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Author Topic: [Spectre of the Beast] Robust GMless situation?  (Read 1170 times)
Joel P. Shempert
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Posts: 451


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« on: April 13, 2010, 11:45:03 PM »

I played a session of my game Spectre of the Beast at Vancouver, WA's Gamestorm last month, on the anniversary of the game's public debut. I played with Tyler and Johno, both SotB veterans but their first time playing with me.

Spectre of the Beast in brief: each player creates a fictional culture, somewhere in the Bronze-Age-ish range, and plays a Champion of that Culture, a pivotal person whose Ambition will change the world around them. Everyone takes turns playing scenes with their Champion related to resolving their Ambition, with the player on their left providing adversity and other players portraying supporting cast. Each time you're at a key step (roughly once per scene) in achieving your ultimate goal, you roll vs. the Nemesis player. The dice tell you not only whether you succeeded in your immediate goal (accruing Victory or Defeat Points), but also what effect your actions had on the society around you, certain die results adding points into Development Pools for different aspects of the Culture. And if you use violent or oppressive means, you get to (and indeed, MUST) add Sword dice to your roll...which can generate, not Development Points but Spectre points, meaning awful consequences to the people around you. When everyone's Ambitions are resolved, you chart the Cultures' course--Development Pools are rolled to generate Hope, and Spectre pools are rolled to generate Beast. You then roll into a new Epoch with new Champions, and repeat the process. Play continues until either Hope or the Beast hits the Fate total for your campaign, then they're rolled against each other to see if Civilization as a whole collapses or ascends into Utopia.

So the Cultures we ended up with were: Marcinea (Tyler's), cosmopolitan city-state with democratic rule and squabbling factions, the Toumleich (mine), hill-dwelling tribes of fierce goatherds, keeping to themselves and feuding between their many clans, and the Roma (Johno's), who were basically, the Roma (Gypsy) people, wandering in caravan through a migratory route year after year. The Champions were, respectively, Arilius, shrewd and articulate councilman who sought to unite the people under his rule, Chieftan Skaldach, a bold blacksmith who sought to extend trade between his village and the city-folk, and the malcontent son of the Roma's Chief Elder (whose name I've lost record of), who sought to settle the tribe against his father's wishes.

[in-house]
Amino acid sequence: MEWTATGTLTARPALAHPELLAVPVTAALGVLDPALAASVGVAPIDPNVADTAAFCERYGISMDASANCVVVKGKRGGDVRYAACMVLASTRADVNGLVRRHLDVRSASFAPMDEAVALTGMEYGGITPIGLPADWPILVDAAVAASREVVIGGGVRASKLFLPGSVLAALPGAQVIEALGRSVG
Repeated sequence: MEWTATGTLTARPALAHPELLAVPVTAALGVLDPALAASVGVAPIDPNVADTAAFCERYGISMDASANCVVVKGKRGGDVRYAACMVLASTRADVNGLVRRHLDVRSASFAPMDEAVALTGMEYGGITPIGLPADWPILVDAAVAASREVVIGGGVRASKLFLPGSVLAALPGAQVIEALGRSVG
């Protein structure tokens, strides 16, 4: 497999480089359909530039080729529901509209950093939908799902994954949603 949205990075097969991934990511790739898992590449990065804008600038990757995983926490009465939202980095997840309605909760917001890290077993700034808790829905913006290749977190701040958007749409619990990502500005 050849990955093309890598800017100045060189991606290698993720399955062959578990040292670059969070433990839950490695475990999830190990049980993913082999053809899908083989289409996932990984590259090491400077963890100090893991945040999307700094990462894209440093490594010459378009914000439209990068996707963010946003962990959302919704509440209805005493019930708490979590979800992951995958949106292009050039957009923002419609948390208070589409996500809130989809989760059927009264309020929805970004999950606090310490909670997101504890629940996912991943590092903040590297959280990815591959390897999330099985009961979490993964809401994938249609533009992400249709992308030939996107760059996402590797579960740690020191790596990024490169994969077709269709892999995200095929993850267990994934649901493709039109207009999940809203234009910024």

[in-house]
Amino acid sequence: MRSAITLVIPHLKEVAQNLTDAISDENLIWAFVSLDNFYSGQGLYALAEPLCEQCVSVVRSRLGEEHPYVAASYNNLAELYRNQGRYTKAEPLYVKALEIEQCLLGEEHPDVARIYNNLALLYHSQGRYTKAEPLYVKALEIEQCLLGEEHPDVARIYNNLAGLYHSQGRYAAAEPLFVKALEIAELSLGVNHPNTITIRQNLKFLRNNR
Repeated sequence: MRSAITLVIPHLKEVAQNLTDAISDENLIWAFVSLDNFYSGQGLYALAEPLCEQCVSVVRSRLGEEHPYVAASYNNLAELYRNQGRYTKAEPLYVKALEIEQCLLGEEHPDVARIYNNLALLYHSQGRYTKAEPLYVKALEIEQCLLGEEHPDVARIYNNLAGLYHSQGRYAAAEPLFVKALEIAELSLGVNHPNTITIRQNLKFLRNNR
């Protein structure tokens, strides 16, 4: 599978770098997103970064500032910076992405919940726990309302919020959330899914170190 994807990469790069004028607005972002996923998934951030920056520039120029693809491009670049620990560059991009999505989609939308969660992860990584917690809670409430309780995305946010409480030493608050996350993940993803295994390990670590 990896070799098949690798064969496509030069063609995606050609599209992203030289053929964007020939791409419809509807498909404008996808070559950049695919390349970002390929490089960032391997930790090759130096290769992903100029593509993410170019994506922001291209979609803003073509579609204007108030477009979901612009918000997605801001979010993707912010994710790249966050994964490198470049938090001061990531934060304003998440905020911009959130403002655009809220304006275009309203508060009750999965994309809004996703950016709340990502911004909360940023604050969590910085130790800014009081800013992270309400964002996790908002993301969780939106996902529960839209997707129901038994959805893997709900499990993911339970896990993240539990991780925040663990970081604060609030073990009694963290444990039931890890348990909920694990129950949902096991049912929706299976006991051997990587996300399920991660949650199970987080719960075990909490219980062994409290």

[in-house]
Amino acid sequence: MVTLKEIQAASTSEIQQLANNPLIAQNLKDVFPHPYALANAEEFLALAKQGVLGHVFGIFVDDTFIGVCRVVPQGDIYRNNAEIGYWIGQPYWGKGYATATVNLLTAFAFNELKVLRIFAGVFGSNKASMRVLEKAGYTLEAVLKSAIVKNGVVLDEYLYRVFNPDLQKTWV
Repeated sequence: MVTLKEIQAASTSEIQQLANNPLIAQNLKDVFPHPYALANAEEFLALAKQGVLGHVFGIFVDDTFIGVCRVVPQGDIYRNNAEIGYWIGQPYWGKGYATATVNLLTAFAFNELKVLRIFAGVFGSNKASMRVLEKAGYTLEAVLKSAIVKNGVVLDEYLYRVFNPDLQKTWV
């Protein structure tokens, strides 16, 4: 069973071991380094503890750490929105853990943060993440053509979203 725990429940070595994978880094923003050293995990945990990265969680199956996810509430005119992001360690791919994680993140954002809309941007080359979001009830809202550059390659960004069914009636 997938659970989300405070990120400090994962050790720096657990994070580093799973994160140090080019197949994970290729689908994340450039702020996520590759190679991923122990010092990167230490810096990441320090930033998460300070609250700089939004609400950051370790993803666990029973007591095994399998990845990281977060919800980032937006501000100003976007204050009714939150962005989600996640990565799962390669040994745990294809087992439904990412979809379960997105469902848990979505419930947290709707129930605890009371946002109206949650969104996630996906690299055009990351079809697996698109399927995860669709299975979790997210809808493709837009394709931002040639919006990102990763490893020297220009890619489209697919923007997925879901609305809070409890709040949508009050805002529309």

We had an engaging trio of tales with some nice dovetailing--Skaldach feuds with another clan over his desire for trade with outsiders, kills the rival Chieftan in a duel, and leads a trading expedition to Marcinea. The Roma folk arrive in the Toumleich hills to make contact with the locals...and encounter the rival (now grieving) tribe. The son almost convinces them they could coexist to mutual benefit, but ends up run out of the village in the middle of the night. Arilius succeeds in ramming through his legislative proposal for centralized rule, but then a riot erupts among marginalized ethnic groups in the Merchant quarters, and her gives the order for the Guard to slaughter the revolting civilians. Cut to Skaldach's final scene, where his men are the cause of the riots, picking a fight over perplexing city-dweller commercial edicts, which ignites the powderkeg, and the men of Toumleich are all cut down when the lethal order is given, never seeing their green hills again.

The most problematic issue for play was, and has generally been for SotB, the construction of a robust Situation for protagonists to encounter. Like, you (the individual player) make up a Culture, with whatever aesthetic and characteristics spring to mind in a few sentences, you draw it on a map, and you make a Champion with an Ambition. Then you turn to the guy on your left and say, "OK, oppose me in my ambition!" Recognizing that this wasn't much to go on, I revised setup to include the Champion player also naming an NPC who is supportive of the Ambition, and the Nemesis player naming an NPC who's opposed to it. But that still leads to a lot of scenes with just a Champion fighting or arguing with an enemy, with a sidekick providing quips, and maaaaybe some description of townspeople, soldiers and such as pure backdrop. It's as if the world consists of just one or two people, even though their actions are supposed to impact thousands. Or like a low-budget TV show set in a war or something, where truckloads of soldiers are fighting and dying just offscreen but we only see the command center and the officers because that's the only cast and set. It's especially awkward when those 1s come up on Sword Dice, and the Nemesis is supposed to describe some horrible consequence of the violence that you used. Er, OK, consequences for whom? The Champion's death is generally off the table, and the two NPCs named may or may not be plausible targets based on how the conflict's framed. SO if those don't work, the group had BETTER have a robust cast fleshed out, and the game doesn't really help you there. In fact, after this playtest, I noted some violence consequences I really liked, and made the note that the consequences of 1s on Sword Dice have to be, not just "really bad," but specifically personal--the bloodshed hits home in some way, impacting the immediate circle of the Champion character (whether the Champion actually cares about it is another matter!). In which case I need to make sure the immediate "gameworld" sketched around the Champion is robust.

In a thread awhile back, Paul Czege noted that this was a problem in his playtest as well. He wrote,

As a player, I want to feel like my Champion is amid a situation that's pregnant with consequences, if I don't pre-empt them, and rewards, if I can just grasp them. I don't want to spend my time authoring goals and fabricating conflicts. (I'm lately increasingly irritated by workshoppy games.) I want to be surrounded by circumstances that compete for my attention, by too many options to address.